One of my most popular blog posts in the last year was “The 20 Most Viral Posts on the Internet And Yes They’re Shocking.” It was buzzfeedy. It brought in some email signups, but no business inquiries.

And although I can’t track it currently, I would bet those email subscribers are some of the least likely ones to buy from me.

Why? Because that blog post topic does nothing to QUALIFY someone as my buyer or to PERSUADE them to buy. I sell audits and advertising management and content creation. We do help people with Facebook posting and getting more shares, but that’s as close as that post comes to our services, and not even one of our most popular services (it turns out most companies don’t realize how much of a problem they have with their posts- or how much better their results could be- so it’s not a pain point currently).

Ironically, within a year of posting “The 20 Most Viral Posts on the Internet And Yes They’re Shocking,” I’m teaching that the most viral posts may be the least profitable.

I got sucked into two TRAPS:

  • Traffic-for-traffic’s sake, and
  • “Look at my big share numbers!”

I made a decision a couple months back to only write posts I thought might make people buy from me.

Compare “The 20 Most Viral Posts on the Internet And Yes They’re Shocking” to my more recent posts:

  • 5 Social Media Tips for Meeting & Event Planners: This provides value to one of my prospect audiences… people who can make the decision to hire me as a speaker, or at least get me into the consideration set. This post is an excuse to get in front of that audience. In exchange for their attention, I’m helping them get better results with their events.
  • 11 Reasons Your Site Redesigns Steal Your Traffic – And How To Prevent That: This establishes or solidifies me (depending on how well the reader knows my SEO background) as an SEO expert, and plays on fear of loss. Now when a business moves toward a redesign they may recall my warnings and hire me to consult during the process.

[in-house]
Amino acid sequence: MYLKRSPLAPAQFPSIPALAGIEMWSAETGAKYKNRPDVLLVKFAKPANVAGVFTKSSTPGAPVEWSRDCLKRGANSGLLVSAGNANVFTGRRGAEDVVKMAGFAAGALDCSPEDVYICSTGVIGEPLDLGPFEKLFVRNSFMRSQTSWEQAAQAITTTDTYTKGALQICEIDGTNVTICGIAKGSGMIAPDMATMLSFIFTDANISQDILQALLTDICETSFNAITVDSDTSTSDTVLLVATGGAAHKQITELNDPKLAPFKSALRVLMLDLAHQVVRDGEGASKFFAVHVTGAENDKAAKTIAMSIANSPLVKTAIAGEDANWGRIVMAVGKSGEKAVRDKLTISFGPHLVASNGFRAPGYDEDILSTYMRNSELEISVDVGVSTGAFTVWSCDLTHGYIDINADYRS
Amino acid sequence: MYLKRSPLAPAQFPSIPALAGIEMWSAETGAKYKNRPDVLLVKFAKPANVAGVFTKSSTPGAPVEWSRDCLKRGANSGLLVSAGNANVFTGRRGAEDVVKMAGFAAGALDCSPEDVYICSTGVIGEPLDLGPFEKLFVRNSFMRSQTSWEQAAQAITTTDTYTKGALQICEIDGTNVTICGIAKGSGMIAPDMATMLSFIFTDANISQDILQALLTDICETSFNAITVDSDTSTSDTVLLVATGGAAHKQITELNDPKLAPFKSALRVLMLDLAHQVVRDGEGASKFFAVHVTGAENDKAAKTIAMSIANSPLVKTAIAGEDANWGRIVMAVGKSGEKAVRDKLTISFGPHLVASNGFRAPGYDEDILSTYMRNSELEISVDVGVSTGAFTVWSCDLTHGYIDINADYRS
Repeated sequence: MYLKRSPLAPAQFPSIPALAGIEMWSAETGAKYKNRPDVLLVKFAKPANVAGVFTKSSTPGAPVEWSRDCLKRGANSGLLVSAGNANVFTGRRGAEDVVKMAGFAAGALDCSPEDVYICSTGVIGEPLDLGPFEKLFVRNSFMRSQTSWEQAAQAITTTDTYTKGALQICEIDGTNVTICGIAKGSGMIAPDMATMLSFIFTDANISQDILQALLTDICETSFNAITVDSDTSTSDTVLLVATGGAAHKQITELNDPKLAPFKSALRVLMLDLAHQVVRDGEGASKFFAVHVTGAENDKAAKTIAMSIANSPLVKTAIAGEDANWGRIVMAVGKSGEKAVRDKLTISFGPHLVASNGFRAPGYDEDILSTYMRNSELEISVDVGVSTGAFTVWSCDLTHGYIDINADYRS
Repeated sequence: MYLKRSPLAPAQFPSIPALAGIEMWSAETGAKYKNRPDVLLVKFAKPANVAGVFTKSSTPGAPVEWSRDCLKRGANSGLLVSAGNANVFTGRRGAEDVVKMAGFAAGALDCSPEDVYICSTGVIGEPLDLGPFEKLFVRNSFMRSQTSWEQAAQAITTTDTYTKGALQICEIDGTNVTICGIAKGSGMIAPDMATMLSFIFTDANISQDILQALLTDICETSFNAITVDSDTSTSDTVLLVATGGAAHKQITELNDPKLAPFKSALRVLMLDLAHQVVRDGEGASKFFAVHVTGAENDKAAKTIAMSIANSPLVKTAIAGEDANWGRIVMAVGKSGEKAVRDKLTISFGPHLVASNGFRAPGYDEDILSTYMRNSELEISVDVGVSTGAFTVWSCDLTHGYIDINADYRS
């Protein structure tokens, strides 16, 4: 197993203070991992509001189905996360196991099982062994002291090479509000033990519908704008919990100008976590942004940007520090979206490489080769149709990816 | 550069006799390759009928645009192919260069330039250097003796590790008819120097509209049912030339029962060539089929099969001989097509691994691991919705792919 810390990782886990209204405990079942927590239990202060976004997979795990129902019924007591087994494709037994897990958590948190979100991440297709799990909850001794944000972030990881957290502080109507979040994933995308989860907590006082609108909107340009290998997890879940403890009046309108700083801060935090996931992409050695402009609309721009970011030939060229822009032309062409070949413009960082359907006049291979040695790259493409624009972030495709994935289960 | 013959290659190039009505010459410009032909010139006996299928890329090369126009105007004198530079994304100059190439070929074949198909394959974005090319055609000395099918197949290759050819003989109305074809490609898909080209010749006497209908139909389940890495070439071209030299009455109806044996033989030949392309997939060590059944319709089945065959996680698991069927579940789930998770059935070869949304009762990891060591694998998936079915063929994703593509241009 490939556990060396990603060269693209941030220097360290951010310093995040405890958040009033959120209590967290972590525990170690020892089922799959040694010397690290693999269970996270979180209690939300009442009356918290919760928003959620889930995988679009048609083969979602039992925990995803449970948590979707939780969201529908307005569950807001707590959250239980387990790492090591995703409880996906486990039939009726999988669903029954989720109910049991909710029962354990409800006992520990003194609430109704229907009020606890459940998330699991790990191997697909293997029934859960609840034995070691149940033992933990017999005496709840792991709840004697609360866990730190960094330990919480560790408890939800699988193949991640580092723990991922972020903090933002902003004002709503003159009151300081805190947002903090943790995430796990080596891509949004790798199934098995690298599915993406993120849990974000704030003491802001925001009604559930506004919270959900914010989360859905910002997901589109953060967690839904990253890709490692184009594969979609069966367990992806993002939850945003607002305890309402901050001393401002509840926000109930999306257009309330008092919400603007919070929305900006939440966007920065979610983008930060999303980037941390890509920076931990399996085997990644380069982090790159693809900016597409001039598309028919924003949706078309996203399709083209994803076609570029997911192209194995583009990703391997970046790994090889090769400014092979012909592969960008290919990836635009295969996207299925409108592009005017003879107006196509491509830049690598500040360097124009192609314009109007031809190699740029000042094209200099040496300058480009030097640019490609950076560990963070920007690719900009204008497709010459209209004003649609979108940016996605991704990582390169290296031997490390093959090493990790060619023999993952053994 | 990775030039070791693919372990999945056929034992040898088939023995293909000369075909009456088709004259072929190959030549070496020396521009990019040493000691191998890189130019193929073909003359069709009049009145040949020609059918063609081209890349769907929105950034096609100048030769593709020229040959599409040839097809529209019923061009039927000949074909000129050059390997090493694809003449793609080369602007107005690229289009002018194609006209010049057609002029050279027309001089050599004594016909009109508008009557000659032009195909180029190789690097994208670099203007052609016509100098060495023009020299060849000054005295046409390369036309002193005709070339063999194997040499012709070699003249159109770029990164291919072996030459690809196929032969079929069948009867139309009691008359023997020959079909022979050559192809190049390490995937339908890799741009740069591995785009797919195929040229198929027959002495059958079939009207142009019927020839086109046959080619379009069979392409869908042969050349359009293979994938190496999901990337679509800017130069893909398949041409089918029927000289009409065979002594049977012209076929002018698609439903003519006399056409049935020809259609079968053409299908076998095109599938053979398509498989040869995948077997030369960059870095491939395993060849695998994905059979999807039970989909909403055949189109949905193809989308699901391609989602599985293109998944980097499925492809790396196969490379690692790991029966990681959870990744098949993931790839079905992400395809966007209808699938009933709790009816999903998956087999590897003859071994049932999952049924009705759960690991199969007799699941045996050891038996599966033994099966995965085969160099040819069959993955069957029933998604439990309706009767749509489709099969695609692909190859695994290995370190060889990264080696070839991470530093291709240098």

• 5 Sales Funnel Mistakes That Are Killing Your Business: Similarly, this alerts the brain that if revenue or profits aren’t ideal, maybe they’re making one of these mistakes. People HAVE to know what those mistakes are and then feel confident they aren’t making any. If they are, they may hire me to help out.

With those last three blog posts, there’s a PLAUSIBLE REASON they might lead to sales.

I’m not writing about wine or psychopaths just to get page views and sell ads. I’m selling valuable consulting services, keynotes and trainings, so my content needs to reflect that.

Before you create anymore content, ask yourself questions like:

  • How does this TOPIC relate to what we actually SELL?
  • Why do we think this will make someone more likely to BUY?
  • Does it position us better? Does it establish us as the authority? Does it increase trust in our brand?

And post stuff that makes people more likely to buy from you!

There’s nothing wrong with getting shares and going viral. Just make sure you go viral with something that makes people more likely to buy from you.